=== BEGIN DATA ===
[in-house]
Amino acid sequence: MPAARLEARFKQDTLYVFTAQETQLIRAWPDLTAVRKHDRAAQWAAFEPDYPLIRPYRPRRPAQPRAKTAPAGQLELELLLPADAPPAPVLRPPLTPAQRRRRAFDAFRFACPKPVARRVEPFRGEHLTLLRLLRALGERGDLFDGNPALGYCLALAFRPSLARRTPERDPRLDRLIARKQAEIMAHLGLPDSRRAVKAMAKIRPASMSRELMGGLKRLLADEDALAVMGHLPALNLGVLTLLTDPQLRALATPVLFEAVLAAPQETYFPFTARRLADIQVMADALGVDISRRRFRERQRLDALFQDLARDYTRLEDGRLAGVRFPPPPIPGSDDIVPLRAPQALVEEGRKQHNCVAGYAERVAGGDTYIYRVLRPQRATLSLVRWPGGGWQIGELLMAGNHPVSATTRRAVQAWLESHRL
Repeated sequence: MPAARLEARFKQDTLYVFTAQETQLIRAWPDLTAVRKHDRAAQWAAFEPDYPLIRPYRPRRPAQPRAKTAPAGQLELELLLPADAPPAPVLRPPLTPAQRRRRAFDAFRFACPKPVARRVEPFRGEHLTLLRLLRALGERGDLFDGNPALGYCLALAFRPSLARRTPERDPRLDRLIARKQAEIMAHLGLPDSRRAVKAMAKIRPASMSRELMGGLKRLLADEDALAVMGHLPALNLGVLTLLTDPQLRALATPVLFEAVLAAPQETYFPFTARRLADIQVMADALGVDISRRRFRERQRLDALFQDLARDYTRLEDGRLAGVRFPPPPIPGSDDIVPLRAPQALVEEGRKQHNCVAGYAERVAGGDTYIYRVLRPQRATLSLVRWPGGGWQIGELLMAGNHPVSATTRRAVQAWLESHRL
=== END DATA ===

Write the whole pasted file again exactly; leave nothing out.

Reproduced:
[in-house]
Amino acid sequence: MPAARLEARFKQDTLYVFTAQETQLIRAWPDLTAVRKHDRAAQWAAFEPDYPLIRPYRPRRPAQPRAKTAPAGQLELELLLPADAPPAPVLRPPLTPAQRRRRAFDAFRFACPKPVARRVEPFRGEHLTLLRLLRALGERGDLFDGNPALGYCLALAFRPSLARRTPERDPRLDRLIARKQAEIMAHLGLPDSRRAVKAMAKIRPASMSRELMGGLKRLLADEDALAVMGHLPALNLGVLTLLTDPQLRALATPVLFEAVLAAPQETYFPFTARRLADIQVMADALGVDISRRRFRERQRLDALFQDLARDYTRLEDGRLAGVRFPPPPIPGSDDIVPLRAPQALVEEGRKQHNCVAGYAERVAGGDTYIYRVLRPQRATLSLVRWPGGGWQIGELLMAGNHPVSATTRRAVQAWLESHRL
Repeated sequence: MPAARLEARFKQDTLYVFTAQETQLIRAWPDLTAVRKHDRAAQWAAFEPDYPLIRPYRPRRPAQPRAKTAPAGQLELELLLPADAPPAPVLRPPLTPAQRRRRAFDAFRFACPKPVARRVEPFRGEHLTLLRLLRALGERGDLFDGNPALGYCLALAFRPSLARRTPERDPRLDRLIARKQAEIMAHLGLPDSRRAVKAMAKIRPASMSRELMGGLKRLLADEDALAVMGHLPALNLGVLTLLTDPQLRALATPVLFEAVLAAPQETYFPFTARRLADIQVMADALGVDISRRRFRERQRLDALFQDLARDYTRLEDGRLAGVRFPPPPIPGSDDIVPLRAPQALVEEGRKQHNCVAGYAERVAGGDTYIYRVLRPQRATLSLVRWPGGGWQIGELLMAGNHPVSATTRRAVQAWLESHRL